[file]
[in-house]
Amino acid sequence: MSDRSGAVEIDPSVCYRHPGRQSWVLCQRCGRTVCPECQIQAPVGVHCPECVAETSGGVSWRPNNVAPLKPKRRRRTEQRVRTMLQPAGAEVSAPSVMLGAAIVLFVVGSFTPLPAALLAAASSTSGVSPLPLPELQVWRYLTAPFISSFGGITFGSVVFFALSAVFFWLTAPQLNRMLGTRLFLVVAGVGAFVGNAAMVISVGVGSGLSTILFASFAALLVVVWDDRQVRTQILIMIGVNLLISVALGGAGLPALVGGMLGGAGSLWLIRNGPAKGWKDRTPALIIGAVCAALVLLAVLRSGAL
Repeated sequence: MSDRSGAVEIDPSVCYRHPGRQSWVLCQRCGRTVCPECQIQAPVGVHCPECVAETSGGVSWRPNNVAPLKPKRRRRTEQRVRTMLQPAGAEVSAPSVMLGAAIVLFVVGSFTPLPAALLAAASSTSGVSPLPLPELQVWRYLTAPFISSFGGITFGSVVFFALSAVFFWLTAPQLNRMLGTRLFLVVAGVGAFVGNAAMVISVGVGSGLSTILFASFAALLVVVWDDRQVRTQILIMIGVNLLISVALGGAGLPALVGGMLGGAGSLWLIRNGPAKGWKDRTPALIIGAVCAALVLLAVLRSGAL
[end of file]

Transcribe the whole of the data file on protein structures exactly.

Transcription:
[in-house]
Amino acid sequence: MSDRSGAVEIDPSVCYRHPGRQSWVLCQRCGRTVCPECQIQAPVGVHCPECVAETSGGVSWRPNNVAPLKPKRRRRTEQRVRTMLQPAGAEVSAPSVMLGAAIVLFVVGSFTPLPAALLAAASSTSGVSPLPLPELQVWRYLTAPFISSFGGITFGSVVFFALSAVFFWLTAPQLNRMLGTRLFLVVAGVGAFVGNAAMVISVGVGSGLSTILFASFAALLVVVWDDRQVRTQILIMIGVNLLISVALGGAGLPALVGGMLGGAGSLWLIRNGPAKGWKDRTPALIIGAVCAALVLLAVLRSGAL
Repeated sequence: MSDRSGAVEIDPSVCYRHPGRQSWVLCQRCGRTVCPECQIQAPVGVHCPECVAETSGGVSWRPNNVAPLKPKRRRRTEQRVRTMLQPAGAEVSAPSVMLGAAIVLFVVGSFTPLPAALLAAASSTSGVSPLPLPELQVWRYLTAPFISSFGGITFGSVVFFALSAVFFWLTAPQLNRMLGTRLFLVVAGVGAFVGNAAMVISVGVGSGLSTILFASFAALLVVVWDDRQVRTQILIMIGVNLLISVALGGAGLPALVGGMLGGAGSLWLIRNGPAKGWKDRTPALIIGAVCAALVLLAVLRSGAL